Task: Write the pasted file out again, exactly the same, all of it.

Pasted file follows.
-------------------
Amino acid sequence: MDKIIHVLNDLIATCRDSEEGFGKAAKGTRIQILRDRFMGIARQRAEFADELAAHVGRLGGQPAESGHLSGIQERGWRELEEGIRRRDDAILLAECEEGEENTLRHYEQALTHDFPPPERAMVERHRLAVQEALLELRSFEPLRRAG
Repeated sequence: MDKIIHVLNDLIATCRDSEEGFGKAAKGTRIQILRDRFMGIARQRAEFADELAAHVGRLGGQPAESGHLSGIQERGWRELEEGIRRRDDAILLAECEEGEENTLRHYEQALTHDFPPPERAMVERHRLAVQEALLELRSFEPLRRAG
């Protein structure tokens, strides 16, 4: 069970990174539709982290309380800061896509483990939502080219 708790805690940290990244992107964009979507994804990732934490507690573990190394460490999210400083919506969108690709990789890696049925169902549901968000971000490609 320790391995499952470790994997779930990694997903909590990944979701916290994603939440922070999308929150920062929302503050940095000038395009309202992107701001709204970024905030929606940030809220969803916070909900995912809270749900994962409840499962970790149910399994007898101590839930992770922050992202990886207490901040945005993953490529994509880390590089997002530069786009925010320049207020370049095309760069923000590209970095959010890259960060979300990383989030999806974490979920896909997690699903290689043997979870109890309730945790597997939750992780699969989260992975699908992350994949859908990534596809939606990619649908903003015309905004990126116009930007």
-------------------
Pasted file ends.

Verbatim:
Amino acid sequence: MDKIIHVLNDLIATCRDSEEGFGKAAKGTRIQILRDRFMGIARQRAEFADELAAHVGRLGGQPAESGHLSGIQERGWRELEEGIRRRDDAILLAECEEGEENTLRHYEQALTHDFPPPERAMVERHRLAVQEALLELRSFEPLRRAG
Repeated sequence: MDKIIHVLNDLIATCRDSEEGFGKAAKGTRIQILRDRFMGIARQRAEFADELAAHVGRLGGQPAESGHLSGIQERGWRELEEGIRRRDDAILLAECEEGEENTLRHYEQALTHDFPPPERAMVERHRLAVQEALLELRSFEPLRRAG
């Protein structure tokens, strides 16, 4: 069970990174539709982290309380800061896509483990939502080219 708790805690940290990244992107964009979507994804990732934490507690573990190394460490999210400083919506969108690709990789890696049925169902549901968000971000490609 320790391995499952470790994997779930990694997903909590990944979701916290994603939440922070999308929150920062929302503050940095000038395009309202992107701001709204970024905030929606940030809220969803916070909900995912809270749900994962409840499962970790149910399994007898101590839930992770922050992202990886207490901040945005993953490529994509880390590089997002530069786009925010320049207020370049095309760069923000590209970095959010890259960060979300990383989030999806974490979920896909997690699903290689043997979870109890309730945790597997939750992780699969989260992975699908992350994949859908990534596809939606990619649908903003015309905004990126116009930007």